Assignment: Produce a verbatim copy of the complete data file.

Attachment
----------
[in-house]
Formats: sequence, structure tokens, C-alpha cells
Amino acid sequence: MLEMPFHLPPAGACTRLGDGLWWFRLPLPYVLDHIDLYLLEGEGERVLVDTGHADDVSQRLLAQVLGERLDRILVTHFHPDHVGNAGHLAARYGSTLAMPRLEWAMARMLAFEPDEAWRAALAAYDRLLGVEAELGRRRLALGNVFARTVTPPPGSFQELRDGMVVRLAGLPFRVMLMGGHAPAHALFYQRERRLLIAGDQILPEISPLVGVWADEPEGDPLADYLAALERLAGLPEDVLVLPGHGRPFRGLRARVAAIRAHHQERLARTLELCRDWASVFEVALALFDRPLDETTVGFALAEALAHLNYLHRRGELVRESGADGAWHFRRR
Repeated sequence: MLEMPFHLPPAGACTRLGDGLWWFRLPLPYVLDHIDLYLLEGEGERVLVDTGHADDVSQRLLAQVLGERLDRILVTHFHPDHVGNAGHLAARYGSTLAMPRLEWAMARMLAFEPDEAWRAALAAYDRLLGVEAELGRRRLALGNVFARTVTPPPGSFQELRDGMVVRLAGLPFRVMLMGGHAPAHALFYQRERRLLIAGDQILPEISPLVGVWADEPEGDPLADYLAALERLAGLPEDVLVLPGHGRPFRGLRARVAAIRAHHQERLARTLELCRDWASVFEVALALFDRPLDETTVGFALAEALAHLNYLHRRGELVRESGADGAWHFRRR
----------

[in-house]
Formats: sequence, structure tokens, C-alpha cells
Amino acid sequence: MLEMPFHLPPAGACTRLGDGLWWFRLPLPYVLDHIDLYLLEGEGERVLVDTGHADDVSQRLLAQVLGERLDRILVTHFHPDHVGNAGHLAARYGSTLAMPRLEWAMARMLAFEPDEAWRAALAAYDRLLGVEAELGRRRLALGNVFARTVTPPPGSFQELRDGMVVRLAGLPFRVMLMGGHAPAHALFYQRERRLLIAGDQILPEISPLVGVWADEPEGDPLADYLAALERLAGLPEDVLVLPGHGRPFRGLRARVAAIRAHHQERLARTLELCRDWASVFEVALALFDRPLDETTVGFALAEALAHLNYLHRRGELVRESGADGAWHFRRR
Repeated sequence: MLEMPFHLPPAGACTRLGDGLWWFRLPLPYVLDHIDLYLLEGEGERVLVDTGHADDVSQRLLAQVLGERLDRILVTHFHPDHVGNAGHLAARYGSTLAMPRLEWAMARMLAFEPDEAWRAALAAYDRLLGVEAELGRRRLALGNVFARTVTPPPGSFQELRDGMVVRLAGLPFRVMLMGGHAPAHALFYQRERRLLIAGDQILPEISPLVGVWADEPEGDPLADYLAALERLAGLPEDVLVLPGHGRPFRGLRARVAAIRAHHQERLARTLELCRDWASVFEVALALFDRPLDETTVGFALAEALAHLNYLHRRGELVRESGADGAWHFRRR